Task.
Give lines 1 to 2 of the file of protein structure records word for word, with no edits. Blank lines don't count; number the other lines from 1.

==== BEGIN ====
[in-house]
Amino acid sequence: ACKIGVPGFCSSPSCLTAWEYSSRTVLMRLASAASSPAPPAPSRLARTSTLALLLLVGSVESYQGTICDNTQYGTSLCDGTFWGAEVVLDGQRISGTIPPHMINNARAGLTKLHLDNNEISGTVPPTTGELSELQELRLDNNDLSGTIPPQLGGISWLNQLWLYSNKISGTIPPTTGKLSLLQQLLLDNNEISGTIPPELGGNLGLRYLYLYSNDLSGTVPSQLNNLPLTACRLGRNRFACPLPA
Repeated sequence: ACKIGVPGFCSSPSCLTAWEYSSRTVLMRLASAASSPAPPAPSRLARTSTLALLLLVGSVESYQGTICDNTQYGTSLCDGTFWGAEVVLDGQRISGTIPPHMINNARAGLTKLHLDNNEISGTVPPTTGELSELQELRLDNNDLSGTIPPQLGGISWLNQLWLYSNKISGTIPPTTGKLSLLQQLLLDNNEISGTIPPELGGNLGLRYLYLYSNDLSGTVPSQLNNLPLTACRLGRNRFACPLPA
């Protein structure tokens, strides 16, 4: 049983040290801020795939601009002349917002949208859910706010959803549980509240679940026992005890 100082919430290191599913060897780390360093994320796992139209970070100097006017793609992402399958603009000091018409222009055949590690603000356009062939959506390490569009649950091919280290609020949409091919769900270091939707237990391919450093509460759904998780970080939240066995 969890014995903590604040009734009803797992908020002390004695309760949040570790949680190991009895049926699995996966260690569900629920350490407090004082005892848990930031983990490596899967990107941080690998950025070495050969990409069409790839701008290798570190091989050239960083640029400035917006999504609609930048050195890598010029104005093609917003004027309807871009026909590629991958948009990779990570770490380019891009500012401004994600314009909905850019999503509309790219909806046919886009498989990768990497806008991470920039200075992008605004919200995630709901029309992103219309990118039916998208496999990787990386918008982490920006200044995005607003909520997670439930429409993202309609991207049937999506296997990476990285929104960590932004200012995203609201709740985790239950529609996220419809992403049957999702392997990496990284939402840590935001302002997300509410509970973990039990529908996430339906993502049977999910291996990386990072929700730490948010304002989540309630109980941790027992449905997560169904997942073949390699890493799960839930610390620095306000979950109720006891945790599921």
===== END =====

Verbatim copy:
[in-house]
Amino acid sequence: ACKIGVPGFCSSPSCLTAWEYSSRTVLMRLASAASSPAPPAPSRLARTSTLALLLLVGSVESYQGTICDNTQYGTSLCDGTFWGAEVVLDGQRISGTIPPHMINNARAGLTKLHLDNNEISGTVPPTTGELSELQELRLDNNDLSGTIPPQLGGISWLNQLWLYSNKISGTIPPTTGKLSLLQQLLLDNNEISGTIPPELGGNLGLRYLYLYSNDLSGTVPSQLNNLPLTACRLGRNRFACPLPA